New Mexico statistics show that in the past eight years, since the inception of rural home-visiting programs, child abuse cases have fallen by 50% (Fight Crime: Invest in Kids, 2017). Also in the past eight years, the children that progressed through the home-visiting programs have shown a decrease in adolescent crimes and substance abuse. By planning fun, traditional group activities, these families may have strengthened their own community support systems, preventing possible child abuse and maltreatment in their community, and improving opportunities for their children’s social, mental, and cognitive development. Data gathered in the statewide home- visiting database measures relationships between children and caregivers. CYFD (2017) showed that “nurturing, responsive relationships between a child and a small group of consistent caregivers foster attachments, support brain development, and promote social and emotional development”(p. 18) through the increase of yearly PICCOLO scores, which have shown improvement in 85% of family relationships.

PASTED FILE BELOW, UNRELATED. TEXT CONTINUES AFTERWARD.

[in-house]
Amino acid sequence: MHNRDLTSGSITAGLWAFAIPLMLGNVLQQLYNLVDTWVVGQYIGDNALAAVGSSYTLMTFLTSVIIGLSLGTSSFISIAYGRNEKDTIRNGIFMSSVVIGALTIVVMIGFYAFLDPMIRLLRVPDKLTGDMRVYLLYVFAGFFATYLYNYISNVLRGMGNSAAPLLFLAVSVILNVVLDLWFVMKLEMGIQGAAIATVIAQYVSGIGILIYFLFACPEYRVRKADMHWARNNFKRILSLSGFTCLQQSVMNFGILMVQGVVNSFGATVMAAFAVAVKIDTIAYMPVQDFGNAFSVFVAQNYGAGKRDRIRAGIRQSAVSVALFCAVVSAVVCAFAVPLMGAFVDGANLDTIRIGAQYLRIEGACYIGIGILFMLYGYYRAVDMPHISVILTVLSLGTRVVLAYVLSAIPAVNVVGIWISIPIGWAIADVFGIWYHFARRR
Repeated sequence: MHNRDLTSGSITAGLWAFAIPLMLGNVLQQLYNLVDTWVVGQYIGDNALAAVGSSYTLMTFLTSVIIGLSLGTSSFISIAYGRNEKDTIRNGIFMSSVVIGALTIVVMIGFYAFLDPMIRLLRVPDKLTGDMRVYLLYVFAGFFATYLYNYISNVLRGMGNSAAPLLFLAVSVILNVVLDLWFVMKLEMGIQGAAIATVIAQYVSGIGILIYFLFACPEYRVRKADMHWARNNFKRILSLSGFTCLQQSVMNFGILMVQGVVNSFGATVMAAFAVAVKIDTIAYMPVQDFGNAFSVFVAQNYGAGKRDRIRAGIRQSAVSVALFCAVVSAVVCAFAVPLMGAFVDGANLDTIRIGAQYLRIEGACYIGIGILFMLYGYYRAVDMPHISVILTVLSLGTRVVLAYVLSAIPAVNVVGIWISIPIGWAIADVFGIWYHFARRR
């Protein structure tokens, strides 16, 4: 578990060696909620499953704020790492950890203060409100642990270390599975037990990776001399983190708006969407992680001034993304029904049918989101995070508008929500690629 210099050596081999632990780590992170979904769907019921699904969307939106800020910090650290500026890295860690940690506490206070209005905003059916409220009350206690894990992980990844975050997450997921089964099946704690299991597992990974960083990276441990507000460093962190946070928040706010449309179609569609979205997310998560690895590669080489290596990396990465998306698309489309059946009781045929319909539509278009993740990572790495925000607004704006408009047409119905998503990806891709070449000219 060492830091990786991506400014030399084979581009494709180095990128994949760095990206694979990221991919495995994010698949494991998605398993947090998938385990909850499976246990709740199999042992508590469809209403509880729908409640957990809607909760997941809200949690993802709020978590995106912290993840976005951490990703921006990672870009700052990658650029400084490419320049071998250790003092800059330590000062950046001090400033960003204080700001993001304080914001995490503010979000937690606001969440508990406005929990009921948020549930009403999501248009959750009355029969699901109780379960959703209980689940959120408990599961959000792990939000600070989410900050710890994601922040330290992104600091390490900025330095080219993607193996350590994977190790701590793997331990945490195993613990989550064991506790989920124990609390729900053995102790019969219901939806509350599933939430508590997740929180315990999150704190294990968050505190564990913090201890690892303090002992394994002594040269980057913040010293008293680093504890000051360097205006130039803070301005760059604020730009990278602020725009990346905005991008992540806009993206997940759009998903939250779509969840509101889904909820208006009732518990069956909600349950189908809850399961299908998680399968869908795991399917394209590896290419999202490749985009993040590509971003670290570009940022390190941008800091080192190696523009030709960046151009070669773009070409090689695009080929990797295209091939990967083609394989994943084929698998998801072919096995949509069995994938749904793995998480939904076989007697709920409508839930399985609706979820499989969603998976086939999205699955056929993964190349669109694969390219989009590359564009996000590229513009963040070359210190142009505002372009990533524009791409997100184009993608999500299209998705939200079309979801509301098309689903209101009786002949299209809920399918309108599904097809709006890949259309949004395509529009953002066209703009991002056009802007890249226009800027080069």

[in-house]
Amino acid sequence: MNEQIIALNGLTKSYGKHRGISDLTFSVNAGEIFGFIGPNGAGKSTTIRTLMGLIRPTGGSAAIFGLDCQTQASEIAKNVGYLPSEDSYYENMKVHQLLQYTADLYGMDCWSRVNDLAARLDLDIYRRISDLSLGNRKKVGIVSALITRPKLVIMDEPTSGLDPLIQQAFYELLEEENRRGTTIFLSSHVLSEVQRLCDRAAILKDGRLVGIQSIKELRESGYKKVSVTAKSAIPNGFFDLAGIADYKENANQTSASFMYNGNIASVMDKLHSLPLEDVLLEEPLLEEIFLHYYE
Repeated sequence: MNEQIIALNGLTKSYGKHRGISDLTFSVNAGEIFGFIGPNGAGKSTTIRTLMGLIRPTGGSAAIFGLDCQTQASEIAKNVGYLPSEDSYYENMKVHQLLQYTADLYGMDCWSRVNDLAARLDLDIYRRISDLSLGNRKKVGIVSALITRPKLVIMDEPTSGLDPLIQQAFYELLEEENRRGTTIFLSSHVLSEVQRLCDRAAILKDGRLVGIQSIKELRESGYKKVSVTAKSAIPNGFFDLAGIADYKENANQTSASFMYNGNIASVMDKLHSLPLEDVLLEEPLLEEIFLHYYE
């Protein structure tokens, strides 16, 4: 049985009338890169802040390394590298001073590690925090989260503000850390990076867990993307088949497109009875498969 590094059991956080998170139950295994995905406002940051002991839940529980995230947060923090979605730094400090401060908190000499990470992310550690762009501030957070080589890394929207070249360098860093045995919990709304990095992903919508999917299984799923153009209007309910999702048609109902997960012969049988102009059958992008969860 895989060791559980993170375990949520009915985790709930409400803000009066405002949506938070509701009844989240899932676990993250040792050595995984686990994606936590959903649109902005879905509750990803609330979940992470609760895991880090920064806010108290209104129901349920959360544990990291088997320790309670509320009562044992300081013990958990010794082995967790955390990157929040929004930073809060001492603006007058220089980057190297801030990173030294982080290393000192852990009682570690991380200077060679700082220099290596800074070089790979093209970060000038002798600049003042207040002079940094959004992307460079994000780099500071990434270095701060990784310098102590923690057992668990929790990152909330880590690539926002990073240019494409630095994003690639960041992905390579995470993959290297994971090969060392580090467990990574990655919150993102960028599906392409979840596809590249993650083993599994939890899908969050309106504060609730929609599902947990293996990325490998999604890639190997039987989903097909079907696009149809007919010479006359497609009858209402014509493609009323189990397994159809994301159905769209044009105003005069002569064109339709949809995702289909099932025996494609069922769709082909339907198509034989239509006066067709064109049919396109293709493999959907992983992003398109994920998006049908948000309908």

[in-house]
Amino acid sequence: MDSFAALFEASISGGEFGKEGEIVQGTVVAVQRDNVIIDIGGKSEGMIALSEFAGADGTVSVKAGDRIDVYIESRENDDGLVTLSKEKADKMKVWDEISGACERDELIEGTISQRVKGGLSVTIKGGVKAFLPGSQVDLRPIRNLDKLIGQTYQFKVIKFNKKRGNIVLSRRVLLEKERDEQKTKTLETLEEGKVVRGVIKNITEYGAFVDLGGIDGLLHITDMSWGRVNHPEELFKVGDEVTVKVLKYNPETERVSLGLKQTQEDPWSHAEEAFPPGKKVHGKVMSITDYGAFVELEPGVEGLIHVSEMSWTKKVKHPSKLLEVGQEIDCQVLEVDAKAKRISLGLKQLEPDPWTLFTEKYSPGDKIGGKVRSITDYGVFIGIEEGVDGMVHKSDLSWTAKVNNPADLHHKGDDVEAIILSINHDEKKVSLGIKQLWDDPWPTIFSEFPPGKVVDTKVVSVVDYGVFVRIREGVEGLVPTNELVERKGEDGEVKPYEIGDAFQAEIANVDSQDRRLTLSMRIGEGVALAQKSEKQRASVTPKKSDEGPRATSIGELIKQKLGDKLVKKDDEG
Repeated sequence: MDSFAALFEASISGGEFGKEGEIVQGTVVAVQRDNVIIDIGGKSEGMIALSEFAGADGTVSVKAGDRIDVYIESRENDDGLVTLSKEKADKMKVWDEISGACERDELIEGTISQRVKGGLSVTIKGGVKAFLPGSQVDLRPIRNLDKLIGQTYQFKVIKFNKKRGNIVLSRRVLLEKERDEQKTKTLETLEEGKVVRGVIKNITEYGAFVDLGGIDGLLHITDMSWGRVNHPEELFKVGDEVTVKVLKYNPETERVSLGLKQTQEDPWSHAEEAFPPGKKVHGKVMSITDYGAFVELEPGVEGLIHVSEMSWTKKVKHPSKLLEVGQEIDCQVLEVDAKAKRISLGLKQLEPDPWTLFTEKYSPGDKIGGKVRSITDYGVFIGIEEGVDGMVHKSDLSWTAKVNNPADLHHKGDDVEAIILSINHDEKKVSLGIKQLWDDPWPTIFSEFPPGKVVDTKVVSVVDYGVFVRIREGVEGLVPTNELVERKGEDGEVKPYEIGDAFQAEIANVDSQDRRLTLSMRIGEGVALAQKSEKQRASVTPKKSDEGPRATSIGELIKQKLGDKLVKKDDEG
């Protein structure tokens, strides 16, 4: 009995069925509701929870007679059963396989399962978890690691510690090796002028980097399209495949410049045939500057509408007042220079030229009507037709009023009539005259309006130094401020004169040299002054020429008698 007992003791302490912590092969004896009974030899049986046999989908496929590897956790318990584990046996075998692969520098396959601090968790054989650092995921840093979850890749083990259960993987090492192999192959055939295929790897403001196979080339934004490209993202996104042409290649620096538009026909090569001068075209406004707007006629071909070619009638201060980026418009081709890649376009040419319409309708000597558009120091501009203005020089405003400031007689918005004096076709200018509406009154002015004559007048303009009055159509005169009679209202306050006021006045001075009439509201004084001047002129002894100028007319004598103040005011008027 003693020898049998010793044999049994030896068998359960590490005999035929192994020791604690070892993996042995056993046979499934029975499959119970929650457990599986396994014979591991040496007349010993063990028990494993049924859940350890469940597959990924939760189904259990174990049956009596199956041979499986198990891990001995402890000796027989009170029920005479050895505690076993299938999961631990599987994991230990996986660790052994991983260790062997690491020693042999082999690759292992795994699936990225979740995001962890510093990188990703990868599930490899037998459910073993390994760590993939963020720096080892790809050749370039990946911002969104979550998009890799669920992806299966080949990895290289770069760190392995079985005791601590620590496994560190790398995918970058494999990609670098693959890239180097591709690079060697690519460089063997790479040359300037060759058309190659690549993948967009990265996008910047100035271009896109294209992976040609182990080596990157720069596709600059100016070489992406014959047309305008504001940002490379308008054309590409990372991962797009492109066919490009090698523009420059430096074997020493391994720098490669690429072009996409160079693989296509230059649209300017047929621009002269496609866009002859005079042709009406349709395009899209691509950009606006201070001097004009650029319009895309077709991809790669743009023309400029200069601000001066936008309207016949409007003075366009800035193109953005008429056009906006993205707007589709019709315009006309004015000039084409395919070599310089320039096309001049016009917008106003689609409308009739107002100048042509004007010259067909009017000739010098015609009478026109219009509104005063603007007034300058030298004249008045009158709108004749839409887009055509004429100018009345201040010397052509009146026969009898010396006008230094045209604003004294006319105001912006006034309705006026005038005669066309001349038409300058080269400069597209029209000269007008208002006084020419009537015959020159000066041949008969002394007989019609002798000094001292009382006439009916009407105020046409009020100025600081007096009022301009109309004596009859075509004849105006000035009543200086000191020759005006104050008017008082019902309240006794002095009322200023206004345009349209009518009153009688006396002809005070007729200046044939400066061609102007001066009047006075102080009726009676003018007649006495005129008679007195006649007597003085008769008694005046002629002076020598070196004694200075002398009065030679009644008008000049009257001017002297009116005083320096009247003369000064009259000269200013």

Implications for Family Professionals


Although the data reflect positive outcomes for child–caregiver relationship interactions, New Mexico home visitors express concern regarding the cultural relevance of some of the screening tools. On the basis of the reports of this home-visiting program, families taking the lead in planning group events could strengthen family well-being through facilitating the sharing of common experiences while increasing cultural appropriateness. Because of the many diverse cultures in the state, giving families a larger role in programming decisions and program leadership can allow for families to serve as catalysts. As family professionals, we can work to increase the empirical documentation of such programs and also refine and distribute descriptions of the process followed in successful collaborations like these.